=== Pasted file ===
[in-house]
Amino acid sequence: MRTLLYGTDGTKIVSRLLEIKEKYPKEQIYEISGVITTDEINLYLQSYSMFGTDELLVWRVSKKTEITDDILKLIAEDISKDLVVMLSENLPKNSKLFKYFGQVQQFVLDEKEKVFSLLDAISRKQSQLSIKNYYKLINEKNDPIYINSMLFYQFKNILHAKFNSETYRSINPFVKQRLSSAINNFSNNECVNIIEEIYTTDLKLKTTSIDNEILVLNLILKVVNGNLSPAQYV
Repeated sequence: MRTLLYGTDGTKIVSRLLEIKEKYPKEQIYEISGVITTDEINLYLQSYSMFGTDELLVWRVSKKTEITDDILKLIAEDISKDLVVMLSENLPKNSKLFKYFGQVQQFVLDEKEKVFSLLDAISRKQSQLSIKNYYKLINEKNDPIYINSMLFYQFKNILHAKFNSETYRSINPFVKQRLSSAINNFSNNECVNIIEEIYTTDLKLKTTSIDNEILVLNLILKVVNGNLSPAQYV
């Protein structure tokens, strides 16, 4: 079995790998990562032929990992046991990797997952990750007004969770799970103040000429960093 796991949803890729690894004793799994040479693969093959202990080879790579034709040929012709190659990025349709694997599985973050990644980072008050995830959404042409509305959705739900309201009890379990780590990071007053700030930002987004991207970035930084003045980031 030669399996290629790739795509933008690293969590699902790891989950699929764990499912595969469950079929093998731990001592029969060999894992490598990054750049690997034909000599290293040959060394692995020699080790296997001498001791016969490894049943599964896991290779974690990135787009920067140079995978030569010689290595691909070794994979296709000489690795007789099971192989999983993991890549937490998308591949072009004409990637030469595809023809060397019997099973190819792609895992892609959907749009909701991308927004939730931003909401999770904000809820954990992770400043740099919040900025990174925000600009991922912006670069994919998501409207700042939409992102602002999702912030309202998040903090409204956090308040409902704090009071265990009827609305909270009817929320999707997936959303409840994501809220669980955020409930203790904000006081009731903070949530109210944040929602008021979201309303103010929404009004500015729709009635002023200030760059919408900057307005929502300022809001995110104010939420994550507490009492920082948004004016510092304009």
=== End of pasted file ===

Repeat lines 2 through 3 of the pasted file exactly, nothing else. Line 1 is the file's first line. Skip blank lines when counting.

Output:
Amino acid sequence: MRTLLYGTDGTKIVSRLLEIKEKYPKEQIYEISGVITTDEINLYLQSYSMFGTDELLVWRVSKKTEITDDILKLIAEDISKDLVVMLSENLPKNSKLFKYFGQVQQFVLDEKEKVFSLLDAISRKQSQLSIKNYYKLINEKNDPIYINSMLFYQFKNILHAKFNSETYRSINPFVKQRLSSAINNFSNNECVNIIEEIYTTDLKLKTTSIDNEILVLNLILKVVNGNLSPAQYV
Repeated sequence: MRTLLYGTDGTKIVSRLLEIKEKYPKEQIYEISGVITTDEINLYLQSYSMFGTDELLVWRVSKKTEITDDILKLIAEDISKDLVVMLSENLPKNSKLFKYFGQVQQFVLDEKEKVFSLLDAISRKQSQLSIKNYYKLINEKNDPIYINSMLFYQFKNILHAKFNSETYRSINPFVKQRLSSAINNFSNNECVNIIEEIYTTDLKLKTTSIDNEILVLNLILKVVNGNLSPAQYV